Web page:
A sign of the apocalypse has begun. Reports of a rapidly changing world for unknown reasons underscore this gritty drama, a prequel to AMC's uber-popular "Walking Dead." The story is told through the lens of high school guidance counselor Madison Clark. The widowed mother is raising two children single-handedly and maintains a relationship with English teacher Travis Manawa, her apocalyptic partner. The challenge of blending their families is exacerbated by unforeseen chaos, and a necessary survival of the fittest takes hold.
Chris Hardwick is more than happy to host this after-show for "The Walking Dead" franchise that serves as a platform for fans to further dissect the enormously popular zombie apocalypse shows. He's a big fan himself, after all. The bonus, he says, is now he gets paid to talk about something he'd normally be discussing with his friends anyway. "Talking Dead" airs live immediately following Sunday night presentations of "The Walking Dead" and its spinoff, "Fear the Walking Dead," and features Hardwick recapping the most recent episode, talking with fans, actors and producers, and taking questions and comments from viewers.
Several years since a zombie virus swept across America, there's only one person -- who goes by just Murphy -- known to have survived the infection -- the world's last hope at creating a vaccine. The last functioning viral lab needs blood from him for its antibodies, but the facility is in California and the man is in New York. A ragtag group of strangers works to transport him to the West Coast, but his dark secret remains hidden, which could threaten everyone. Hammond and his second in command, Garnett, initially lead the group of the living -- later replaced by Lt. Warren -- and computer hacker Citizen Z helps everyone navigate through the zombie-infested terrain. When the group meets a man in Colorado, he offers to take Murphy the rest of the way to California. When nuclear weapons are launched, people head into survival mode and become desperate to find a cure.
When over-achieving medical resident Liv Moore attends a party that turns into a zombie feeding frenzy, she ends up joining the ranks of the living dead. Determined to pass as human despite her pale appearance and newly listless demeanor, Liv forms a plan to resist her drive to consume fresh human brains by taking a job at a coroner's office, where she can secretly snack on the brains of corpses delivered there. Soon discovering that she absorbs the memories of those she feeds on, she finds new purpose by posing as a psychic and working with a detective to help solve their murders.
"American Horror Story" was created by the co-creators of "Glee," but the shows have little in common besides that. The show revolves around the Harmons, a family of three, who move from Boston to Los Angeles in order to reconcile past anguish. What the Harmons don't know is that the house they've moved into is haunted. But it's not haunted by Casperesque friendly ghosts -- it's haunted by demonic creatures. The creatures have a history of not only spooking the house's residents but also devouring them. After living in this house, family patriarch and psychiatrist, Ben, may need a shrink of his own.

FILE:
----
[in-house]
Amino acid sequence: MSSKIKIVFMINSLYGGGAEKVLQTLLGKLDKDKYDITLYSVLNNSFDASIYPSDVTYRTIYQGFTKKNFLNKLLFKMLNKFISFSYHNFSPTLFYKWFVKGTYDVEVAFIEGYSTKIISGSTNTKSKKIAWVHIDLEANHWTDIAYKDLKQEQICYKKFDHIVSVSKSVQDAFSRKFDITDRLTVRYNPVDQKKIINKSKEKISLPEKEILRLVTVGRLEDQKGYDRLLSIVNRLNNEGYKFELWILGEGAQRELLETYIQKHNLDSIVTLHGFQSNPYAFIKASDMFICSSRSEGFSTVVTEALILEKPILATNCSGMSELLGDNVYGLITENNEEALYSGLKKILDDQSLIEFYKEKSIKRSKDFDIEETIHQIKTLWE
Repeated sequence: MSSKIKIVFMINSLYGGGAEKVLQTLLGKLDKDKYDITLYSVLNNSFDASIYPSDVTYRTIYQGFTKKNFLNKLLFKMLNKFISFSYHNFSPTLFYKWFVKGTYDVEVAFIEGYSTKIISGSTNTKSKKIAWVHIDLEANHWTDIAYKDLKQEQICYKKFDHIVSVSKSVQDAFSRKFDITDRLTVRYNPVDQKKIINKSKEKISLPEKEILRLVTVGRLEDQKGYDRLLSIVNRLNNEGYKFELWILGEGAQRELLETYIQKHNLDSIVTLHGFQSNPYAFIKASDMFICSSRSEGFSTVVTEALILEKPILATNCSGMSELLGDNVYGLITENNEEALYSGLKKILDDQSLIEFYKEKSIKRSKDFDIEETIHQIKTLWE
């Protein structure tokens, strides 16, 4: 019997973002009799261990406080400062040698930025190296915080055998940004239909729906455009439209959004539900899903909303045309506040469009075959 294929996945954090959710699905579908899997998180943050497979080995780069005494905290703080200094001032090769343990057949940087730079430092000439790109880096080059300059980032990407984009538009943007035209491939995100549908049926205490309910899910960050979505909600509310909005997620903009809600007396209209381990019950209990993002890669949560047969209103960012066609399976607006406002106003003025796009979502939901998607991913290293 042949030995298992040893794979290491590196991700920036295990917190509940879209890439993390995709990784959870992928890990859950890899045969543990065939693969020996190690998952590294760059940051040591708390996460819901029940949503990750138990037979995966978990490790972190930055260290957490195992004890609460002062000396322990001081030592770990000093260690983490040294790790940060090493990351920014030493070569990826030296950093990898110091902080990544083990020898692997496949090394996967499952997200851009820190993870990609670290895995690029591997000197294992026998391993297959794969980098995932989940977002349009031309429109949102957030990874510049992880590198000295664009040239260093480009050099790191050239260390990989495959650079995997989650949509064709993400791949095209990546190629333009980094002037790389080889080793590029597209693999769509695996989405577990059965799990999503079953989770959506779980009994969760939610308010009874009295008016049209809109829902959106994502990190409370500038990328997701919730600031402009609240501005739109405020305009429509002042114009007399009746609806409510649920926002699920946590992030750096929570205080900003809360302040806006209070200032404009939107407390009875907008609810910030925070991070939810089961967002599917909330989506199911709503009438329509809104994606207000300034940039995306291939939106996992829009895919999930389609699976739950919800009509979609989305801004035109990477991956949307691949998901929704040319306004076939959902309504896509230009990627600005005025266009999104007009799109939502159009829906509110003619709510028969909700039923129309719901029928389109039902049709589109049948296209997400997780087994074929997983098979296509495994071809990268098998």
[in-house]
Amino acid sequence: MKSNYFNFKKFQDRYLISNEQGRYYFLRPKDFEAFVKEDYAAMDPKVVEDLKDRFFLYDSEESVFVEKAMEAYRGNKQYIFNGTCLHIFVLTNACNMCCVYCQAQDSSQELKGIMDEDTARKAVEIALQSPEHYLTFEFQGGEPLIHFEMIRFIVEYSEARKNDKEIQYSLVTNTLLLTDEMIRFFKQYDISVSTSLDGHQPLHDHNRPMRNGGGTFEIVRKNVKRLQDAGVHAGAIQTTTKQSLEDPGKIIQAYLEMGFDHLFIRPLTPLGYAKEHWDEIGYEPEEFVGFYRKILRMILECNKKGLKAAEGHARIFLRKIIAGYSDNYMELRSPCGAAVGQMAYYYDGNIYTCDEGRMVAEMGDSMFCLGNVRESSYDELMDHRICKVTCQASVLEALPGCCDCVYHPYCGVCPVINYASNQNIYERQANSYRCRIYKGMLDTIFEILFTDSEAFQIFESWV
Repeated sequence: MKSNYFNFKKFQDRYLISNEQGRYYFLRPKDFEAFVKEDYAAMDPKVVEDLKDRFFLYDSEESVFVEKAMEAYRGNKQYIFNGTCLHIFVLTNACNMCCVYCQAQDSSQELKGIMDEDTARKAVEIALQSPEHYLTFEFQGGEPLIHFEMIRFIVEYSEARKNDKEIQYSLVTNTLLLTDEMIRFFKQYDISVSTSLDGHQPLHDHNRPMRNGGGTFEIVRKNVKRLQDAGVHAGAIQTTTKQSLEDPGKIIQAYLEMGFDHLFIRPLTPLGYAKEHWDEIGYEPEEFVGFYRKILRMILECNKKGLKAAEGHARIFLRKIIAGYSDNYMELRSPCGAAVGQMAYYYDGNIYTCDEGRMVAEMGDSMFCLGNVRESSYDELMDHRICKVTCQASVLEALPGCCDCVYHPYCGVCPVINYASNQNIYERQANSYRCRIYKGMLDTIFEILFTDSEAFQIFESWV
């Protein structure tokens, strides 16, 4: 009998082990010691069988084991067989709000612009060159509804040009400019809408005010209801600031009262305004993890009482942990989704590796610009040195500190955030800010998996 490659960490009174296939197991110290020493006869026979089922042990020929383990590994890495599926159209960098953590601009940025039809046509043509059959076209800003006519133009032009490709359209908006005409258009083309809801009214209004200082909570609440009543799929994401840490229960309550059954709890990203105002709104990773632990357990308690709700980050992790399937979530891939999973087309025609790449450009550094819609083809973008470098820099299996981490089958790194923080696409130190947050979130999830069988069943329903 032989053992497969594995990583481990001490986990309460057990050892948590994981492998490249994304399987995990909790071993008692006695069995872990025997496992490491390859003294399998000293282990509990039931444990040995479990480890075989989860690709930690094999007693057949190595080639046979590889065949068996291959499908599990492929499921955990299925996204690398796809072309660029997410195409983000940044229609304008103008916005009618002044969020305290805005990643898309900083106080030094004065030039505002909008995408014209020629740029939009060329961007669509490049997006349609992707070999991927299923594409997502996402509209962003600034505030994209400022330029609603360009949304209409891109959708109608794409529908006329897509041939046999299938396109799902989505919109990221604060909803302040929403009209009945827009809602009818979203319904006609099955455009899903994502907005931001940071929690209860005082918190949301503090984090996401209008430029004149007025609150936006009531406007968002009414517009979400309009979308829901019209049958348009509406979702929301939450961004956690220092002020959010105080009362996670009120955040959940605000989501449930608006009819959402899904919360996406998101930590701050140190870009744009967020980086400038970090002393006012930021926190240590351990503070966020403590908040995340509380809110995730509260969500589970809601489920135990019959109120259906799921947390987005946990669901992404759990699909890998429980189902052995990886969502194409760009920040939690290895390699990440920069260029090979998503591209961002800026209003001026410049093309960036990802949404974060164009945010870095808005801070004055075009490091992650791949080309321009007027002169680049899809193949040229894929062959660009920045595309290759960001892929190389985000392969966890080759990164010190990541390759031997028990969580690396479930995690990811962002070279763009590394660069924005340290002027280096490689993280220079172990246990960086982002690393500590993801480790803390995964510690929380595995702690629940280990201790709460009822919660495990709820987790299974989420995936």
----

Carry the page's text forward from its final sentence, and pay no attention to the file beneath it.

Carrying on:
In this reimagining of the classic Dracula story, the world is dominated by vampires, requiring humans to work together to survive. The series centers on Vanessa Helsing, daughter of famed vampire hunter Abraham Van Helsing, who wakes up after a five-year coma to discover a vampire-controlled world. She soon learns that she possesses a unique blood composition that makes her immune to vampires and able to turn the creatures into humans. That power puts humanity's last hope to return the world to how it once was before the vampires took over in Vanessa's hands.
AMC's goal for "Into the Badlands" was twofold: produce a compelling character drama, and introduce the highest caliber of martial arts filmmaking to a weekly, ongoing series. Left in the hands of creators Alfred Gough and Miles Millar ("Shanghai Noon," "Smallville"), the series stars Daniel Wu as ruthless, prodigiously skilled warrior Sunny, who mentors teenage boy M.K. during a spiritual journey across a feudal civilization known as the Badlands. With the help of trained assassins like Sunny, the area is ruled by rival barons, and for decades Quinn has consistently outflanked and outmaneuvered his fellow barons to keep the upper hand. His invincibility, however, begins to fade in light of brazen attacks by the newest baron, The Widow, who believes M.K. is the key to her success. As the battle for control of the Badlands heats up, the destinies of the stoic assassin and the impetuous teenager become intertwined.
This drama centers on teenage zombie Kieren Walker, who returns home after his death in 2009 to a less-than-warm welcome. He's part of a zombie group that has been reanimated and treated for PDS (Partially Deceased Syndrome), but the zombie-hating Human Volunteer Force, which is backed by local churchman Vicar Oddie, is adamant in its stance against rotters despite the government's agenda of acceptance and tolerance. Kieren must confront the community that rejected him and deal with haunting flashbacks of what he did in his untreated state.